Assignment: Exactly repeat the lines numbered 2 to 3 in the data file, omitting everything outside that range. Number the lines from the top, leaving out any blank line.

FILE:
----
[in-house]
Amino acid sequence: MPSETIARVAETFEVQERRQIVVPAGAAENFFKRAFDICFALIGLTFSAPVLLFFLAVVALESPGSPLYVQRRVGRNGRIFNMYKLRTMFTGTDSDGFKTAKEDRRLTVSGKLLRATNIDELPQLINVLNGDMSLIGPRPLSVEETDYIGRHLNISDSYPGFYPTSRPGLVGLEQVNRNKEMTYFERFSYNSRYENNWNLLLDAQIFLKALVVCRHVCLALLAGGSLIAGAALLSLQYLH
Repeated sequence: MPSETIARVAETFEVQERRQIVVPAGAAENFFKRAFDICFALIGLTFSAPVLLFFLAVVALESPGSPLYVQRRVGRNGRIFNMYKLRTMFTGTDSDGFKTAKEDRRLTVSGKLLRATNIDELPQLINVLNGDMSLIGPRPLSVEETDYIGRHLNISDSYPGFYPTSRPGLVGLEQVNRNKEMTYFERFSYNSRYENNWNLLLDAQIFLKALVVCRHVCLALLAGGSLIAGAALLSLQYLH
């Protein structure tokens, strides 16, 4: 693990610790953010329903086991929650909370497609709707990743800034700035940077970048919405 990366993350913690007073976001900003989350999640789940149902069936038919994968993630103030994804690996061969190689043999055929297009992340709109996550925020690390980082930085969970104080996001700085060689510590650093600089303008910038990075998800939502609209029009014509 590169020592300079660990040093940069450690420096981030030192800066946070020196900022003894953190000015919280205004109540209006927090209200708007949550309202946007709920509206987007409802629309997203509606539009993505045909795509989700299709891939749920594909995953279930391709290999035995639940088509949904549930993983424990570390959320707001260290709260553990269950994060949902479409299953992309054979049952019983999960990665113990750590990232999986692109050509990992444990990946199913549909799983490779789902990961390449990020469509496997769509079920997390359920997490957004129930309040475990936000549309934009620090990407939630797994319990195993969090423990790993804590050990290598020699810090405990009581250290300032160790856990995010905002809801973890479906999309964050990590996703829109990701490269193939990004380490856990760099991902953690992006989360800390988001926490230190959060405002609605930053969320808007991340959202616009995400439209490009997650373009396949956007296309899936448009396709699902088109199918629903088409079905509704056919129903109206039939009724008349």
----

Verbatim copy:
Amino acid sequence: MPSETIARVAETFEVQERRQIVVPAGAAENFFKRAFDICFALIGLTFSAPVLLFFLAVVALESPGSPLYVQRRVGRNGRIFNMYKLRTMFTGTDSDGFKTAKEDRRLTVSGKLLRATNIDELPQLINVLNGDMSLIGPRPLSVEETDYIGRHLNISDSYPGFYPTSRPGLVGLEQVNRNKEMTYFERFSYNSRYENNWNLLLDAQIFLKALVVCRHVCLALLAGGSLIAGAALLSLQYLH
Repeated sequence: MPSETIARVAETFEVQERRQIVVPAGAAENFFKRAFDICFALIGLTFSAPVLLFFLAVVALESPGSPLYVQRRVGRNGRIFNMYKLRTMFTGTDSDGFKTAKEDRRLTVSGKLLRATNIDELPQLINVLNGDMSLIGPRPLSVEETDYIGRHLNISDSYPGFYPTSRPGLVGLEQVNRNKEMTYFERFSYNSRYENNWNLLLDAQIFLKALVVCRHVCLALLAGGSLIAGAALLSLQYLH